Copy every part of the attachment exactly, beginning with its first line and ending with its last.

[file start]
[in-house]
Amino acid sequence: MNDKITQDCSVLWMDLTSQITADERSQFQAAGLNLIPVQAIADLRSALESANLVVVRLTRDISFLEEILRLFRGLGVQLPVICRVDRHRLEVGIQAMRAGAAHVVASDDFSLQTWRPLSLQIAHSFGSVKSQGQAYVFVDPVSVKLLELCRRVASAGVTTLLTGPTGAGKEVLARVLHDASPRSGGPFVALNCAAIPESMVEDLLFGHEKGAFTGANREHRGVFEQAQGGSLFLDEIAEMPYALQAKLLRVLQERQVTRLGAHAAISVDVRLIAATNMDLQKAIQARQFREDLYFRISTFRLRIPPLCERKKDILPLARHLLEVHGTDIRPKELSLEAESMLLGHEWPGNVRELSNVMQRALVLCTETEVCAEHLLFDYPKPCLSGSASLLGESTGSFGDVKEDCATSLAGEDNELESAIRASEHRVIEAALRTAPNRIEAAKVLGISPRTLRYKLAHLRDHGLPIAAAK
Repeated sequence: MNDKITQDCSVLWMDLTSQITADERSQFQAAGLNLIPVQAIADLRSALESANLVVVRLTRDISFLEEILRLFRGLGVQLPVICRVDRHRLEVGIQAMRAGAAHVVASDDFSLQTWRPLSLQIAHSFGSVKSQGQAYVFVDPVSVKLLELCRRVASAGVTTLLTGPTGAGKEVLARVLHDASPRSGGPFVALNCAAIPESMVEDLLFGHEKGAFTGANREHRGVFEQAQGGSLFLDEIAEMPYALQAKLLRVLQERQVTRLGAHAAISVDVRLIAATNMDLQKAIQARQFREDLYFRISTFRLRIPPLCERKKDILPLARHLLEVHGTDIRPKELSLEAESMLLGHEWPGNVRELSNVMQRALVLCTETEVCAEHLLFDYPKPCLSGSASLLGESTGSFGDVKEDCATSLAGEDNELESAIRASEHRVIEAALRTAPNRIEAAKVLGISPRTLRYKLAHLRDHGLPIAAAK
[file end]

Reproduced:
[in-house]
Amino acid sequence: MNDKITQDCSVLWMDLTSQITADERSQFQAAGLNLIPVQAIADLRSALESANLVVVRLTRDISFLEEILRLFRGLGVQLPVICRVDRHRLEVGIQAMRAGAAHVVASDDFSLQTWRPLSLQIAHSFGSVKSQGQAYVFVDPVSVKLLELCRRVASAGVTTLLTGPTGAGKEVLARVLHDASPRSGGPFVALNCAAIPESMVEDLLFGHEKGAFTGANREHRGVFEQAQGGSLFLDEIAEMPYALQAKLLRVLQERQVTRLGAHAAISVDVRLIAATNMDLQKAIQARQFREDLYFRISTFRLRIPPLCERKKDILPLARHLLEVHGTDIRPKELSLEAESMLLGHEWPGNVRELSNVMQRALVLCTETEVCAEHLLFDYPKPCLSGSASLLGESTGSFGDVKEDCATSLAGEDNELESAIRASEHRVIEAALRTAPNRIEAAKVLGISPRTLRYKLAHLRDHGLPIAAAK
Repeated sequence: MNDKITQDCSVLWMDLTSQITADERSQFQAAGLNLIPVQAIADLRSALESANLVVVRLTRDISFLEEILRLFRGLGVQLPVICRVDRHRLEVGIQAMRAGAAHVVASDDFSLQTWRPLSLQIAHSFGSVKSQGQAYVFVDPVSVKLLELCRRVASAGVTTLLTGPTGAGKEVLARVLHDASPRSGGPFVALNCAAIPESMVEDLLFGHEKGAFTGANREHRGVFEQAQGGSLFLDEIAEMPYALQAKLLRVLQERQVTRLGAHAAISVDVRLIAATNMDLQKAIQARQFREDLYFRISTFRLRIPPLCERKKDILPLARHLLEVHGTDIRPKELSLEAESMLLGHEWPGNVRELSNVMQRALVLCTETEVCAEHLLFDYPKPCLSGSASLLGESTGSFGDVKEDCATSLAGEDNELESAIRASEHRVIEAALRTAPNRIEAAKVLGISPRTLRYKLAHLRDHGLPIAAAK